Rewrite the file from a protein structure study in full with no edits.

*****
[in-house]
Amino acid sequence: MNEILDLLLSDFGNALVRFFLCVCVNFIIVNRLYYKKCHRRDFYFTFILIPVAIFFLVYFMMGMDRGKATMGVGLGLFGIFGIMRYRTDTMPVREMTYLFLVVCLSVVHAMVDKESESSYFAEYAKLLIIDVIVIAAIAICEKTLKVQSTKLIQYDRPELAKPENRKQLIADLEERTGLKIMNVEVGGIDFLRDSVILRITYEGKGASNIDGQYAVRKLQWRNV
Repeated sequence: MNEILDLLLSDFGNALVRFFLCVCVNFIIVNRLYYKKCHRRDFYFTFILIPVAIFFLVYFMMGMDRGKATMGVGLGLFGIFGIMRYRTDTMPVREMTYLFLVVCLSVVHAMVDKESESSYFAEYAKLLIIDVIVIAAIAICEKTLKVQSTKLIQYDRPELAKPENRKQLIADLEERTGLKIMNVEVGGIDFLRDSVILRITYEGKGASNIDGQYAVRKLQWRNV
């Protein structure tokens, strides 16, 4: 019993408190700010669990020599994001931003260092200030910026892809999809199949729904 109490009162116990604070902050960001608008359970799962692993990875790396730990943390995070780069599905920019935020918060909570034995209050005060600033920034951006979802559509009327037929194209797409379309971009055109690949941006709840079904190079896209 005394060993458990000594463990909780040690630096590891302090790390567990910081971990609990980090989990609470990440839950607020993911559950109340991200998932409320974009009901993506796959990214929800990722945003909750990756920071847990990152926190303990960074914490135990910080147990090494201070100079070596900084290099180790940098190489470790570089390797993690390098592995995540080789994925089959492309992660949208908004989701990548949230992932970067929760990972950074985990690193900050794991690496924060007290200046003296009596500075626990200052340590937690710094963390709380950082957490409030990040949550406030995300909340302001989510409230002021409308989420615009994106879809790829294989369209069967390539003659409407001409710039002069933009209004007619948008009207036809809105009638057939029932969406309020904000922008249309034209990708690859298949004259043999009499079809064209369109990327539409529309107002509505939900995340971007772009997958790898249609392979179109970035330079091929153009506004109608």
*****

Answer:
[in-house]
Amino acid sequence: MNEILDLLLSDFGNALVRFFLCVCVNFIIVNRLYYKKCHRRDFYFTFILIPVAIFFLVYFMMGMDRGKATMGVGLGLFGIFGIMRYRTDTMPVREMTYLFLVVCLSVVHAMVDKESESSYFAEYAKLLIIDVIVIAAIAICEKTLKVQSTKLIQYDRPELAKPENRKQLIADLEERTGLKIMNVEVGGIDFLRDSVILRITYEGKGASNIDGQYAVRKLQWRNV
Repeated sequence: MNEILDLLLSDFGNALVRFFLCVCVNFIIVNRLYYKKCHRRDFYFTFILIPVAIFFLVYFMMGMDRGKATMGVGLGLFGIFGIMRYRTDTMPVREMTYLFLVVCLSVVHAMVDKESESSYFAEYAKLLIIDVIVIAAIAICEKTLKVQSTKLIQYDRPELAKPENRKQLIADLEERTGLKIMNVEVGGIDFLRDSVILRITYEGKGASNIDGQYAVRKLQWRNV
């Protein structure tokens, strides 16, 4: 019993408190700010669990020599994001931003260092200030910026892809999809199949729904 109490009162116990604070902050960001608008359970799962692993990875790396730990943390995070780069599905920019935020918060909570034995209050005060600033920034951006979802559509009327037929194209797409379309971009055109690949941006709840079904190079896209 005394060993458990000594463990909780040690630096590891302090790390567990910081971990609990980090989990609470990440839950607020993911559950109340991200998932409320974009009901993506796959990214929800990722945003909750990756920071847990990152926190303990960074914490135990910080147990090494201070100079070596900084290099180790940098190489470790570089390797993690390098592995995540080789994925089959492309992660949208908004989701990548949230992932970067929760990972950074985990690193900050794991690496924060007290200046003296009596500075626990200052340590937690710094963390709380950082957490409030990040949550406030995300909340302001989510409230002021409308989420615009994106879809790829294989369209069967390539003659409407001409710039002069933009209004007619948008009207036809809105009638057939029932969406309020904000922008249309034209990708690859298949004259043999009499079809064209369109990327539409529309107002509505939900995340971007772009997958790898249609392979179109970035330079091929153009506004109608």